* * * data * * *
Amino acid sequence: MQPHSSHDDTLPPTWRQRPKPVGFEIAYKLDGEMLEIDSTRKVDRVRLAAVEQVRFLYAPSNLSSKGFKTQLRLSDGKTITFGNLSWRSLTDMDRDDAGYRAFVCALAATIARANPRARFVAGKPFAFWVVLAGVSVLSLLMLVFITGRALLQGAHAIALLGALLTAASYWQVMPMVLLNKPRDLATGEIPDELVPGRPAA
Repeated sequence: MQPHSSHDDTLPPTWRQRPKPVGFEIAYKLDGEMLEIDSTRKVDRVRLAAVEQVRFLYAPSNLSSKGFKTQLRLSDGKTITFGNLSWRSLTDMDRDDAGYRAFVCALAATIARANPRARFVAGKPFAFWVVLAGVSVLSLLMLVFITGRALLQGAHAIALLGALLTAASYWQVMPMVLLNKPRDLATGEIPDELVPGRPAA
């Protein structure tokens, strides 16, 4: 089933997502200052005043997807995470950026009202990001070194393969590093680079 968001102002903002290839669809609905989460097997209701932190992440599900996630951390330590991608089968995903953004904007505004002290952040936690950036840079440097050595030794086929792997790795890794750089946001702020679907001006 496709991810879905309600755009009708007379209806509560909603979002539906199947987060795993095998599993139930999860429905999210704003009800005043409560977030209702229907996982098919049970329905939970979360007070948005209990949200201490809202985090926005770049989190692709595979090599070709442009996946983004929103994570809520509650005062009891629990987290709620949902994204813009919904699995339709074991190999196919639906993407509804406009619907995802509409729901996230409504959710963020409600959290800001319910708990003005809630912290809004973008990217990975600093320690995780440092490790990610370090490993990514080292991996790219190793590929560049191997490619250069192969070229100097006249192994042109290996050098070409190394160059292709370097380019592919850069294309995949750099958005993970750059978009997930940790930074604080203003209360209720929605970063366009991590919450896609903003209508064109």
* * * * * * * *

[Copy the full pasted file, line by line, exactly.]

Amino acid sequence: MQPHSSHDDTLPPTWRQRPKPVGFEIAYKLDGEMLEIDSTRKVDRVRLAAVEQVRFLYAPSNLSSKGFKTQLRLSDGKTITFGNLSWRSLTDMDRDDAGYRAFVCALAATIARANPRARFVAGKPFAFWVVLAGVSVLSLLMLVFITGRALLQGAHAIALLGALLTAASYWQVMPMVLLNKPRDLATGEIPDELVPGRPAA
Repeated sequence: MQPHSSHDDTLPPTWRQRPKPVGFEIAYKLDGEMLEIDSTRKVDRVRLAAVEQVRFLYAPSNLSSKGFKTQLRLSDGKTITFGNLSWRSLTDMDRDDAGYRAFVCALAATIARANPRARFVAGKPFAFWVVLAGVSVLSLLMLVFITGRALLQGAHAIALLGALLTAASYWQVMPMVLLNKPRDLATGEIPDELVPGRPAA
């Protein structure tokens, strides 16, 4: 089933997502200052005043997807995470950026009202990001070194393969590093680079 968001102002903002290839669809609905989460097997209701932190992440599900996630951390330590991608089968995903953004904007505004002290952040936690950036840079440097050595030794086929792997790795890794750089946001702020679907001006 496709991810879905309600755009009708007379209806509560909603979002539906199947987060795993095998599993139930999860429905999210704003009800005043409560977030209702229907996982098919049970329905939970979360007070948005209990949200201490809202985090926005770049989190692709595979090599070709442009996946983004929103994570809520509650005062009891629990987290709620949902994204813009919904699995339709074991190999196919639906993407509804406009619907995802509409729901996230409504959710963020409600959290800001319910708990003005809630912290809004973008990217990975600093320690995780440092490790990610370090490993990514080292991996790219190793590929560049191997490619250069192969070229100097006249192994042109290996050098070409190394160059292709370097380019592919850069294309995949750099958005993970750059978009997930940790930074604080203003209360209720929605970063366009991590919450896609903003209508064109």